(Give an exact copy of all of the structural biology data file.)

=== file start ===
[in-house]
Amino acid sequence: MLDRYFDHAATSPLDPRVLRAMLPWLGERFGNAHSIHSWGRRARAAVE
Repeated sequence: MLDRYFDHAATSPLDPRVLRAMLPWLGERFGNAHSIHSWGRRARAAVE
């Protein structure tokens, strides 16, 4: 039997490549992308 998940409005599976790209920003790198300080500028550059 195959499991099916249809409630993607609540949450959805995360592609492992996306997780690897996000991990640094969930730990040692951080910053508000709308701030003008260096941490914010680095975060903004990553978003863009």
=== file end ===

[in-house]
Amino acid sequence: MLDRYFDHAATSPLDPRVLRAMLPWLGERFGNAHSIHSWGRRARAAVE
Repeated sequence: MLDRYFDHAATSPLDPRVLRAMLPWLGERFGNAHSIHSWGRRARAAVE
């Protein structure tokens, strides 16, 4: 039997490549992308 998940409005599976790209920003790198300080500028550059 195959499991099916249809409630993607609540949450959805995360592609492992996306997780690897996000991990640094969930730990040692951080910053508000709308701030003008260096941490914010680095975060903004990553978003863009």